Green – grapes, kiwi                           Purple – grapes
White – honeydew melon                         Black – blackberries
Orange – cantaloupe, orange sections,
mango
Thread on skewers; keep cold to serve.


Turkey Sliders
Yield: 12 sliders; serving size = 1 slider
1½ pound ground turkey
3 garlic cloves, minced
1 tablespoon olive oil
8 Kalamata olives, pitted and chopped
2 tablespoons each fresh basil and oregano, chopped
1 tablespoon rosemary, chopped
1 jalapeño pepper, minced (optional)
Dash salt (optional)
12 small whole-wheat rolls
Combine all ingredients in a medium bowl, mix thoroughly. Pat into small circles;
grill until internal temperature reaches 165 degrees. Serve on mini whole-wheat rolls;
if unavailable, cut whole-wheat sub buns into halves instead. Add your favorite toppings.
Spinach, spicy mustard, banana peppers, and red onions make great additions.
Nutritional Analysis
Calories: 222
Protein: 18 g
Fat: 10 g
Carbohydrates: 15 g
Sodium: 215 mg
Cholesterol: 58 mg




         A publication of WVU Extension Service Families and Health Programs
                                                                                                  Hearty, Healthy Tailgating 3


Caprese Skewers
Yield will vary by size of tomatoes;
makes approximately 12 servings
½ pint cherry tomatoes
4 ounces part-skim mozzarella cheese
3 tablespoons basil leaves
¼ cup olive oil
2 teaspoons balsamic vinegar
Salt and freshly ground pepper, to taste
Toothpicks
Wash tomatoes and basil leaves thoroughly. Chop mozzarella into small chunks.
On each toothpick, thread one tomato, one basil leaf, one chunk mozzarella,
and another tomato, if possible. Meanwhile, prepare vinaigrette by mixing olive oil,
balsamic vinegar, salt, and pepper. Adjust amounts according to preference. When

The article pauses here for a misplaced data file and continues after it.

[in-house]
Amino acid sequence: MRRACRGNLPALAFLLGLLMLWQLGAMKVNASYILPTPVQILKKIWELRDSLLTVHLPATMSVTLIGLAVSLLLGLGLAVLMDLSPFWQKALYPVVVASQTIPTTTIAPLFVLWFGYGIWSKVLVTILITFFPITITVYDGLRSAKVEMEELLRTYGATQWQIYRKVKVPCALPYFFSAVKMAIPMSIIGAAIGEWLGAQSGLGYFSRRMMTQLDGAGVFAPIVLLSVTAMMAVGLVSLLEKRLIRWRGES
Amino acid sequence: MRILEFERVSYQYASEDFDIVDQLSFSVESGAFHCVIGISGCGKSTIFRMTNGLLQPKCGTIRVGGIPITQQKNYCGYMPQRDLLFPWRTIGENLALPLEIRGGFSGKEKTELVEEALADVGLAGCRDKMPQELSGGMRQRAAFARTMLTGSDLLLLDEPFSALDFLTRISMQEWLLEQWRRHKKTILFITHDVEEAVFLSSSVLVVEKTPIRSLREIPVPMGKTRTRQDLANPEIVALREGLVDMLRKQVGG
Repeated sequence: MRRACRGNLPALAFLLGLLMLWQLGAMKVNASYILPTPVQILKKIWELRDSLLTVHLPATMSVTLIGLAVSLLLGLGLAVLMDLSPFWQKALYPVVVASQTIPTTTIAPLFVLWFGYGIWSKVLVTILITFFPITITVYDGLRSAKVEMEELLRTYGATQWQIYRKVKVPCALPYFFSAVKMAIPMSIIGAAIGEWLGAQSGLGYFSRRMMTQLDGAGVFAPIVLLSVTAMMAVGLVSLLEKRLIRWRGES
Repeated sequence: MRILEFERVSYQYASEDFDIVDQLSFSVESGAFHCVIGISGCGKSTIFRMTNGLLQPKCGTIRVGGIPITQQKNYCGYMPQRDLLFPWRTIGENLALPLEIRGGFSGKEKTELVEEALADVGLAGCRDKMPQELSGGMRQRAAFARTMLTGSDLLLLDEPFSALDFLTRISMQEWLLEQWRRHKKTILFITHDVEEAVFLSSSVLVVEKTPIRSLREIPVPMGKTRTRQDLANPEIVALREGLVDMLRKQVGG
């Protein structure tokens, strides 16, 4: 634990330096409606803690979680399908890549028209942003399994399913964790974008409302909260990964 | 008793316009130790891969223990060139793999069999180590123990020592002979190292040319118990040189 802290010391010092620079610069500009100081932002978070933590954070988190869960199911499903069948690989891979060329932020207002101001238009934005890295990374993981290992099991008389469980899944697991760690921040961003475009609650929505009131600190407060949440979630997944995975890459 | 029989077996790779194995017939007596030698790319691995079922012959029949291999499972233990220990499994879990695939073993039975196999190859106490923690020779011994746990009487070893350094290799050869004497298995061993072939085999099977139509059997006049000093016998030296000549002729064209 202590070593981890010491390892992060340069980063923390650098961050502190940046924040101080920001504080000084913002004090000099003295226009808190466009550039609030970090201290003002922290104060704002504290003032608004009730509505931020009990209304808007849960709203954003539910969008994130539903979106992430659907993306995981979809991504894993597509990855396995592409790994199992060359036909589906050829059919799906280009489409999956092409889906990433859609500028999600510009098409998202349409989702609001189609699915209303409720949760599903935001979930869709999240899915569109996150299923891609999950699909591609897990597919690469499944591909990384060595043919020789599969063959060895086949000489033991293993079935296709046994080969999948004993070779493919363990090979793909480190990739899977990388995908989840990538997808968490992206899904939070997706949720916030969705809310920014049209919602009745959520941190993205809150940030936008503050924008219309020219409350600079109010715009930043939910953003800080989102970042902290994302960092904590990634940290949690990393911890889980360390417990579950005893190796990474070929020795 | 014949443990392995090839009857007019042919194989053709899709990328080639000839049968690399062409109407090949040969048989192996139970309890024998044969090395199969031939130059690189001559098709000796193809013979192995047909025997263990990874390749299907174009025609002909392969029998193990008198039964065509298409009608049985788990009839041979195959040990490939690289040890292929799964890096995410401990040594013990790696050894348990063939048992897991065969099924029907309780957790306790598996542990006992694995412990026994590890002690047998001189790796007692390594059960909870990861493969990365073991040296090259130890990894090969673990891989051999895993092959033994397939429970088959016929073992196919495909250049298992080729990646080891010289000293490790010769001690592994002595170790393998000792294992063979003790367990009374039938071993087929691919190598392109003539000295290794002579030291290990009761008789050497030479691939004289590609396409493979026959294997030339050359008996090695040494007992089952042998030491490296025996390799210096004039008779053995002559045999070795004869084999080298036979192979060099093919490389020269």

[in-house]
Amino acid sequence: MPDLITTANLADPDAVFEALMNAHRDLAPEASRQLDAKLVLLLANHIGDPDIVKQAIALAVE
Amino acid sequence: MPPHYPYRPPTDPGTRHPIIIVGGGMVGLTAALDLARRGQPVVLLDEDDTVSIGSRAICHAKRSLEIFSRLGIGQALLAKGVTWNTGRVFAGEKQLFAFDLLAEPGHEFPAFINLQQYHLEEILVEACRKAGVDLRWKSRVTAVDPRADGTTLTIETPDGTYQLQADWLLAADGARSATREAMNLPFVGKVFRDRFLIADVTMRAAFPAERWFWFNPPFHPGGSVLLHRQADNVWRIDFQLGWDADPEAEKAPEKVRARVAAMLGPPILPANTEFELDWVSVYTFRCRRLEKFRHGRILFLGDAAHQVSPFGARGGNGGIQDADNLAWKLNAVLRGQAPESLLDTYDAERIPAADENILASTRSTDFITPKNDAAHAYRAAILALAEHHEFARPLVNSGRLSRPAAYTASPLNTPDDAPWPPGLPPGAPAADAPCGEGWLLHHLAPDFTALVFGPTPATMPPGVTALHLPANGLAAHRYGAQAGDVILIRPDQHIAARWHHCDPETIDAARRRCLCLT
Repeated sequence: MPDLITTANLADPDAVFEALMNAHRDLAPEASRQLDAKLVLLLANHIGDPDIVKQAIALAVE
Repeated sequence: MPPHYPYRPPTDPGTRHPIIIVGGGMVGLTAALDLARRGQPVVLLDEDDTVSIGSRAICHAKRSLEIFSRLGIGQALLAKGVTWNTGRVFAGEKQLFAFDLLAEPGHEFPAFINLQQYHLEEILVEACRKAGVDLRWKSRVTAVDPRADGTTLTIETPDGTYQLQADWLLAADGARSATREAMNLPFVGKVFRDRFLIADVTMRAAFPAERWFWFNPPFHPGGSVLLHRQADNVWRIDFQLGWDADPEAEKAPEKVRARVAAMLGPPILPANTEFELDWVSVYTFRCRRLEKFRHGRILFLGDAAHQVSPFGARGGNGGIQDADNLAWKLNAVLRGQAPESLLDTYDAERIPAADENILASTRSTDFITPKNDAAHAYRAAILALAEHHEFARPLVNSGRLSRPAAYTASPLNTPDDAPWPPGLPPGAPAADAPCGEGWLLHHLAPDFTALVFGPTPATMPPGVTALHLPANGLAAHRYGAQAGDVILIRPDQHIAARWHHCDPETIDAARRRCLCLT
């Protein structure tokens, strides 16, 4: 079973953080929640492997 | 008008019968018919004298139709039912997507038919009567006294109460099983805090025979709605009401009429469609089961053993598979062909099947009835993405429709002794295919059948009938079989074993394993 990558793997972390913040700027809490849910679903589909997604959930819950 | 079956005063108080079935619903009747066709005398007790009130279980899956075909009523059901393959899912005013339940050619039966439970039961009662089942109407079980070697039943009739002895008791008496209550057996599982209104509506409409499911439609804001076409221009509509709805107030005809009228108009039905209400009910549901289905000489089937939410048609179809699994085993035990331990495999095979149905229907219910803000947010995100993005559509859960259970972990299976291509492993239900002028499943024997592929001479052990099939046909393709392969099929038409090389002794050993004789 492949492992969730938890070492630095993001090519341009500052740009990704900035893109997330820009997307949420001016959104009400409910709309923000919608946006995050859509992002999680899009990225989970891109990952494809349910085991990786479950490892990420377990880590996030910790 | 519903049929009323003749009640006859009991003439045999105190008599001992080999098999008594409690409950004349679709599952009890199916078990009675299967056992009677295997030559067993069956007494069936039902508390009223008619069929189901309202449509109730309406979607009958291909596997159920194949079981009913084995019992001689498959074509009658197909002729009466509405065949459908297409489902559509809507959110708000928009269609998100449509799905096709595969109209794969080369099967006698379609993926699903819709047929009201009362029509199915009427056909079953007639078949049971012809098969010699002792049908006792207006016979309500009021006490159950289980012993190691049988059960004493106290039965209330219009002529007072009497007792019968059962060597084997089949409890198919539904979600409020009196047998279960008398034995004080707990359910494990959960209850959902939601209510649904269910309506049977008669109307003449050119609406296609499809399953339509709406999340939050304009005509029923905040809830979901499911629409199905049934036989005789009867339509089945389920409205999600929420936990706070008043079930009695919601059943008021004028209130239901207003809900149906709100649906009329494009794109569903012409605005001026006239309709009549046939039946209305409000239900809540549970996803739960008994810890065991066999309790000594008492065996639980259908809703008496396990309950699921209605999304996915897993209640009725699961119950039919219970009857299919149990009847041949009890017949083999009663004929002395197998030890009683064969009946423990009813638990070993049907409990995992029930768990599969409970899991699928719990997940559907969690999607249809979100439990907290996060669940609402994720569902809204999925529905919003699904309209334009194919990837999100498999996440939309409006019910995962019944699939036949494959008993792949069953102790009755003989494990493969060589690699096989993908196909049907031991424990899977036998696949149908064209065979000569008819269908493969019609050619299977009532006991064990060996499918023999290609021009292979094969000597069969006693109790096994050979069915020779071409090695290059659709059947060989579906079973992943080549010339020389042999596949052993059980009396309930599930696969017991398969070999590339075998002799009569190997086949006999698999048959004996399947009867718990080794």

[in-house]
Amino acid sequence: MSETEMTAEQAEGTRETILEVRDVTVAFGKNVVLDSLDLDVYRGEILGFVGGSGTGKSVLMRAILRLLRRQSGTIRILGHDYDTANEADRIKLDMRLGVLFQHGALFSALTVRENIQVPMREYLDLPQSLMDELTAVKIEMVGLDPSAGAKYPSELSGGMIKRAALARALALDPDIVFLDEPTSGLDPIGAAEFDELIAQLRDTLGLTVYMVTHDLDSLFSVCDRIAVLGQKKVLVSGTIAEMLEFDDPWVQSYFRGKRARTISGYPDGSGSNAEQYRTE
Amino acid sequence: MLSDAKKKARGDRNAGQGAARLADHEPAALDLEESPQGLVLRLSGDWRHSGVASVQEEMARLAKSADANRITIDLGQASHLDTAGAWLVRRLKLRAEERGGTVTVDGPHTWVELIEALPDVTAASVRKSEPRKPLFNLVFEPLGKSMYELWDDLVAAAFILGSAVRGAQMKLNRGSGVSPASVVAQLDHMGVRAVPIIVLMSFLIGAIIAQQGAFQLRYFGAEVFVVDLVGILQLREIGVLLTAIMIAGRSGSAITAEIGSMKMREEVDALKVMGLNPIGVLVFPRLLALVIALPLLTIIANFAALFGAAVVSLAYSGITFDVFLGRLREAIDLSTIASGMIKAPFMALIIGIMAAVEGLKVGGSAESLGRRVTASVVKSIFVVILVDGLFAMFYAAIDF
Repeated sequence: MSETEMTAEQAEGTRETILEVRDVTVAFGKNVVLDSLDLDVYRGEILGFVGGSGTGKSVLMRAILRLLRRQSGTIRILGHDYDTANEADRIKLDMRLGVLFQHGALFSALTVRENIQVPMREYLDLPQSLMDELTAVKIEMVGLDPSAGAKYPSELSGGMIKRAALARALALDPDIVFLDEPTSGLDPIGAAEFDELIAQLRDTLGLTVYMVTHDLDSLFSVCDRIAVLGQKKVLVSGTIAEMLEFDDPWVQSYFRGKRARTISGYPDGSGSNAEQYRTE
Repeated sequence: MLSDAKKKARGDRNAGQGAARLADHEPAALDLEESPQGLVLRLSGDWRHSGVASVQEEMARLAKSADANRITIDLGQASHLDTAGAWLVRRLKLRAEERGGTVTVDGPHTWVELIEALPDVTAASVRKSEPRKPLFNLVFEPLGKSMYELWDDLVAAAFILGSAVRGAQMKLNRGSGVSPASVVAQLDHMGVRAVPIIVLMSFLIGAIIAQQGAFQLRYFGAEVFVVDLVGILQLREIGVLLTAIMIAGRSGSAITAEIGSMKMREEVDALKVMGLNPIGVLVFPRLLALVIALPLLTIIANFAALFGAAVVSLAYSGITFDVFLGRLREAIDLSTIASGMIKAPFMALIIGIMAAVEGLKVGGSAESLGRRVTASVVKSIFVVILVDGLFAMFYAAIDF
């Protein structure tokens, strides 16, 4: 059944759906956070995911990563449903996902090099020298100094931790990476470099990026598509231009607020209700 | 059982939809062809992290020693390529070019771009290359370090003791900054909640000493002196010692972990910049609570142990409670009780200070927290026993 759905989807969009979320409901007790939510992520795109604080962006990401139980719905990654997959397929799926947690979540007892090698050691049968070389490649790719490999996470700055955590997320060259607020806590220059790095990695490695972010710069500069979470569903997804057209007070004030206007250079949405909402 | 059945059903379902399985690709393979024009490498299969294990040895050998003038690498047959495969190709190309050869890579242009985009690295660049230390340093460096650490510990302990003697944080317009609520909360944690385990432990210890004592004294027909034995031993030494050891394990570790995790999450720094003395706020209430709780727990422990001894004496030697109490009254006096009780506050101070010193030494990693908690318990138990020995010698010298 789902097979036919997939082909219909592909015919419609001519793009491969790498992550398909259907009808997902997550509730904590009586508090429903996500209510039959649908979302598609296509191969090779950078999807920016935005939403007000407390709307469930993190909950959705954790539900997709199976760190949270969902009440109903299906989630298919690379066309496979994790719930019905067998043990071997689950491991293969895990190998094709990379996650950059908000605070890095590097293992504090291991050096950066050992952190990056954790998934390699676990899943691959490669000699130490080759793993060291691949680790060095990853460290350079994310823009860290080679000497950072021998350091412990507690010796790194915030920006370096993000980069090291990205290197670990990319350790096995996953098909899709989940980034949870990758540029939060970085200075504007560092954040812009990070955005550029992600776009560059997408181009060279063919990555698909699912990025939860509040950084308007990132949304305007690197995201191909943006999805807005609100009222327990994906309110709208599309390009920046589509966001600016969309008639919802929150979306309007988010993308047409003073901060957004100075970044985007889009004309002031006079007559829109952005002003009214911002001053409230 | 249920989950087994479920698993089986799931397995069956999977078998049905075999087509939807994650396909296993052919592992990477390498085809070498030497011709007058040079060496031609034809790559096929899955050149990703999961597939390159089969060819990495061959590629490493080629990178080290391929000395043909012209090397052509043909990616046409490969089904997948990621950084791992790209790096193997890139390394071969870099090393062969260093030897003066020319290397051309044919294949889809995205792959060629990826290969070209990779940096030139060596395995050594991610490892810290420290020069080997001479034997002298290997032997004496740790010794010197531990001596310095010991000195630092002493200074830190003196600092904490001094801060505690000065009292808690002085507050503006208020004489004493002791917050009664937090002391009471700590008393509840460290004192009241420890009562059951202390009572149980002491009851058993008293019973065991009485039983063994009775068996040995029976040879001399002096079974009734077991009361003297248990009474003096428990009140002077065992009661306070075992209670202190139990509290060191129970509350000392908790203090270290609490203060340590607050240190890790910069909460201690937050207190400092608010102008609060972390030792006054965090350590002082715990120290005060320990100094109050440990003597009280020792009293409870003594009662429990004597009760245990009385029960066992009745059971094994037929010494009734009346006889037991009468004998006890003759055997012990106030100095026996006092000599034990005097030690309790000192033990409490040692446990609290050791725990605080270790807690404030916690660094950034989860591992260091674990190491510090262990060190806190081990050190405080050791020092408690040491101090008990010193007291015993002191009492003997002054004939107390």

all are threaded, drizzle with dressing. Add more pepper for garnish and to taste.
Nutritional Analysis
Calories: 67
Protein: 2.5 g
Fat: 6 g
Carbohydrates: 1g
Calcium: 63 mg
Sodium: 45 mg
Cholesteol: 5 mg




The West Virginia Family Nutrition Program (FNP) is a statewide outreach program that focuses on nutrition, food and
physical activity through multiple projects, community-based initiatives and key partnerships. FNP prioritizes accountability
and documents its impact on related behaviors of West Virginia’s limited resource families. As a visible and critical part
of West Virginia University and WVU Extension Service, FNP maintains a strong research base and uses an experiential,
facilitative approach to delivering information to the people of West Virginia.
Programs and activities offered by the West Virginia University Extension Service are available to all persons without regard
to race, color, sex, disability, religion, age, veteran status, political beliefs, sexual orientation, national origin, and marital
or family status. Issued in furtherance of Cooperative Extension work, Acts of May 8 and June 30, 1914, in cooperation
with the U.S. Department of Agriculture. Director, Cooperative Extension Service, West Virginia University.
West Virginia University is governed by the West Virginia Higher Education Policy Commission and the WVU Board
of Governors.


              A publication of WVU Extension Service Families and Health Programs